We evaluate our constructions on a wide range of neural networks. We find that our approach is up to 100x more efficient than straight-forward boolean garbling (depending on the neural network). Our approach is also roughly 40% more efficient than DeepSecure (Rouhani et al., DAC 2018), the only previous garbled-circuit-based approach for secure neural network evaluation, which incorporates significant optimization techniques for boolean circuits. Furthermore, our approach is competitive with other non-garbled-circuit approaches for secure neural network evaluation.
ePrint Report Anonymous Deniable Identification in Ephemeral Setup & Leakage Scenarios &#321;ukasz Krzywiecki, Miros&#322;aw Kuty&#322;owski, Jakub Pezda, Marcin S&#322;owik
In this paper we concern anonymous identification, where the verifier can check that the user belongs to a given group of users (just like in case of ring signatures), however a transcript of a session executed between a user and a verifier is deniable. That is, neither the verifier nor the prover can convice a third party that a given user has been involved in a session but also he cannot prove that any user has been interacting with the verifier. Thereby one can achieve high standards for protecting personal data according to the General Data Protection Regulation – the fact that an interaction took place might be a sensitive data from information security perspective. We show a simple realization of this idea based on Schnorr identification scheme arranged like for ring signatures. We show that with minor modifications one can create a version immune to leakage of ephemeral keys. We extend the above scenario to the case of k out of n, where the prover must use at least k private keys corresponding to the set of n public keys. With the most probable setting of k = 2 or 3, we are talking about the practical case of multifactor authentication that might be necessary for applications with higher security level.
ePrint Report DEEP-FRI: Sampling Outside the Box Improves Soundness Eli Ben-Sasson, Lior Goldberg, Swastik Kopparty, Shubhangi Saraf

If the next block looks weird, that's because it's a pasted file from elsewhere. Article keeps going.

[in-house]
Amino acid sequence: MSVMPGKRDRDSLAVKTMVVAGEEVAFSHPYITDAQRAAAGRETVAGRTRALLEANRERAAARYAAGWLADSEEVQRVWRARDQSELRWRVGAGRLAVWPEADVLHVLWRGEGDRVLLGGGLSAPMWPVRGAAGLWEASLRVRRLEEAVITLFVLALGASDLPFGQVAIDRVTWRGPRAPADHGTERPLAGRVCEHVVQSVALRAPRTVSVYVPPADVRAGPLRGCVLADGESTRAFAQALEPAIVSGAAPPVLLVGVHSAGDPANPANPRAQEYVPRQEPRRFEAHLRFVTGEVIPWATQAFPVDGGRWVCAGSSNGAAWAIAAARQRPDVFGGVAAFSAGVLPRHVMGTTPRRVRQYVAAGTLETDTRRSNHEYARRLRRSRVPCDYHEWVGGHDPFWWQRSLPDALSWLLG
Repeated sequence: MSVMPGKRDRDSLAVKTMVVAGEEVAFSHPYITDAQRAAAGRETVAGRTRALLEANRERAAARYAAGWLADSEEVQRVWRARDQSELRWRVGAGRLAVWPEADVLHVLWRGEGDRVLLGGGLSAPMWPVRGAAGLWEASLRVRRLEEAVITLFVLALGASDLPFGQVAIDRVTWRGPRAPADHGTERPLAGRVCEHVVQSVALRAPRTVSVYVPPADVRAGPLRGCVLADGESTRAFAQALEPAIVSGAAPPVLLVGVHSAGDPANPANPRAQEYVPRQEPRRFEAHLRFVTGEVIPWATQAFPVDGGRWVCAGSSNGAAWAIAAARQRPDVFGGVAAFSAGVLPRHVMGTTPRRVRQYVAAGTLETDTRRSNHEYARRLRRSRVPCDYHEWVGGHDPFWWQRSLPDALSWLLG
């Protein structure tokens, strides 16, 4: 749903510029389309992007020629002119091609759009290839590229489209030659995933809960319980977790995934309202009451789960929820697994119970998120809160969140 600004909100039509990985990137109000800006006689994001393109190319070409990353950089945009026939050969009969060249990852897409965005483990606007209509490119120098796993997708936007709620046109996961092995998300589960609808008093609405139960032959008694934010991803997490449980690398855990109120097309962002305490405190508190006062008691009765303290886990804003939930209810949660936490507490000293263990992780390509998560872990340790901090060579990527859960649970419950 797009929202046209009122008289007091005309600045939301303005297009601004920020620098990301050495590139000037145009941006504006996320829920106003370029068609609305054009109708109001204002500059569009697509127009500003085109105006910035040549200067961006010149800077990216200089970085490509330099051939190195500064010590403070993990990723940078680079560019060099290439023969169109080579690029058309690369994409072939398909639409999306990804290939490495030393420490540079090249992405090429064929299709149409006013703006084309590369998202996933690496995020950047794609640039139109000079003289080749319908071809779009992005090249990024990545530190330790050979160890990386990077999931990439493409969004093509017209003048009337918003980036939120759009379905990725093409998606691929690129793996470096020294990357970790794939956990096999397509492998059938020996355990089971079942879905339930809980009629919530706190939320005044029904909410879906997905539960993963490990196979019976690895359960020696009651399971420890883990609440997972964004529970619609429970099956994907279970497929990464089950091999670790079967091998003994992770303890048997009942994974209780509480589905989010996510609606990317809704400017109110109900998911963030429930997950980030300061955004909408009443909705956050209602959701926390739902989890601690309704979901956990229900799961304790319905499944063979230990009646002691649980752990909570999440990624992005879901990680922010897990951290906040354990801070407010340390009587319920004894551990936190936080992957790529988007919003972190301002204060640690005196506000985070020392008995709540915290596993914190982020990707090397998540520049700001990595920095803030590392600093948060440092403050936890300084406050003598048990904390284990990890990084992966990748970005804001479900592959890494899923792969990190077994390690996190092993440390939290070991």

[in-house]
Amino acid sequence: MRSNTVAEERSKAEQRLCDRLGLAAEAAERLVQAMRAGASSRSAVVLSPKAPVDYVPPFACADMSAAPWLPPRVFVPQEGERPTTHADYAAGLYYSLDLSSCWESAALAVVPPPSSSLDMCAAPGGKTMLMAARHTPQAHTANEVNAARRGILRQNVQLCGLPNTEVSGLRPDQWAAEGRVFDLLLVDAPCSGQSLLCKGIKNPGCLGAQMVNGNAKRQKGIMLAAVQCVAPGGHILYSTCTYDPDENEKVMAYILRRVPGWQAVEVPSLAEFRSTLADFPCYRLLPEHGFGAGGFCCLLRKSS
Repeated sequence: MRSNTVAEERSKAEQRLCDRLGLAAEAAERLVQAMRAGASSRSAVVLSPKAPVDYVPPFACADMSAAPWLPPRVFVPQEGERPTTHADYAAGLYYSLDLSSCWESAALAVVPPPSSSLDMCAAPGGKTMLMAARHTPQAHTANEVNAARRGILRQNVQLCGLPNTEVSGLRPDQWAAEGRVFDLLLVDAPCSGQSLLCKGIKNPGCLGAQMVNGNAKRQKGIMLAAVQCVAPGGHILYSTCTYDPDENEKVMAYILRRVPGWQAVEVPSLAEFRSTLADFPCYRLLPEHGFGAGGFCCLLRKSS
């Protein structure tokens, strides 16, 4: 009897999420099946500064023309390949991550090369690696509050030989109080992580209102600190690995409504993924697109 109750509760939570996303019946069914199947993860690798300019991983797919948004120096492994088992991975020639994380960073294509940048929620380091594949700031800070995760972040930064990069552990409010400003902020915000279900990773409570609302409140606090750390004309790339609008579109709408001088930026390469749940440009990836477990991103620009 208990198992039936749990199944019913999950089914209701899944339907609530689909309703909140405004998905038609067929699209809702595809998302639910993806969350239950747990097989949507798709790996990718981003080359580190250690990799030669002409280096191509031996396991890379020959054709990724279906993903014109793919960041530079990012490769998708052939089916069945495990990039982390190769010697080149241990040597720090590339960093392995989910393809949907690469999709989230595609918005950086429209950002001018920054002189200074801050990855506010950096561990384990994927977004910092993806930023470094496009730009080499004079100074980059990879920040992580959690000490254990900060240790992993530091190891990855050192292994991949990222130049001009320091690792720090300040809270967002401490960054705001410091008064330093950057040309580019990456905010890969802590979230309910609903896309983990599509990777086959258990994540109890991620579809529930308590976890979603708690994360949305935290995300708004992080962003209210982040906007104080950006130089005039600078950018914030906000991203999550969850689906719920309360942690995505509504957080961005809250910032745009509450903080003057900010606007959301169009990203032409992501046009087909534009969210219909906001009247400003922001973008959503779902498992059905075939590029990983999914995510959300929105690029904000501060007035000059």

Motivated by the quest for scalable and succinct zero knowledge arguments, we revisit worst-case-to-average-case reductions for linear spaces, raised by [Rothblum, Vadhan, Wigderson, STOC 2013]. The previous state of the art by [Ben-Sasson, Kopparty, Saraf, CCC 2018] showed that if some member of an affine space $U$ is $\delta$-far in relative Hamming distance from a linear code $V$ — this is the worst-case assumption — then most elements of $U$ are almost-$\delta$-far from $V$ — this is the average case. However, this result was known to hold only below the “double Johnson” function of the relative distance $\delta_V$ of the code $V$ , i.e., only when $\delta < 1 - \sqrt[4]{1 - \delta_V}$. First, we increase the soundness-bound to the “one-and-a-half Johnson” function of $\delta_V$ and show that the average distance of $U$ from $V$ is nearly $\delta$ for any worst-case distance $\delta$ smaller than $1 - \sqrt[3]{1 - \delta_V}$. This bound is tight, which is somewhat surprising because the one-and-a-half Johnson function is unfamiliar in the literature on error correcting codes. To improve soundness further for Reed Solomon codes we sample outside the box. We suggest a new protocol in which the verifier samples a single point $z$ outside the box $D$ on which codewords are evaluated, and asks the prover for the value at $z$ of the interpolating polynomial of a random element of $U$. Intuitively, the answer provided by the prover “forces” it to choose one codeword from a list of “pretenders” that are close to $U$. We call this technique Domain Extending for Eliminating Pretenders (DEEP). The DEEP method improves the soundness of the worst-case-to-average-case reduction for RS codes up their list decoding radius. This radius is bounded from below by the Johnson bound, implying average distance is approximately $\delta$ for all $\delta < 1 - \sqrt{1 - \delta_V}$. Under a plausible conjecture about the list decoding radius of Reed-Solomon codes, average distance from $V$ is approximately $\delta$ for all $\delta$. The DEEP technique can be generalized to all linear codes, giving improved reductions for capacity-achieving list-decodable codes. Finally, we use the DEEP technique to devise two new protocols: • An Interactive Oracle Proof of Proximity (IOPP) for RS codes, called DEEP-FRI. This soundness of the protocol improves upon that of the FRI protocol of [Ben-Sasson et al., ICALP 2018] while retaining linear arithmetic proving complexity and logarithmic verifier arithmetic complexity. • An Interactive Oracle Proof (IOP) for the Algebraic Linking IOP (ALI) protocol used to construct zero knowledge scalable transparent arguments of knowledge (ZK-STARKs) in [Ben-Sasson et al., eprint 2018]. The new protocol, called DEEP-ALI, improves soundness of this crucial step from a small constant $< 1/8$ to a constant arbitrarily close to $1$.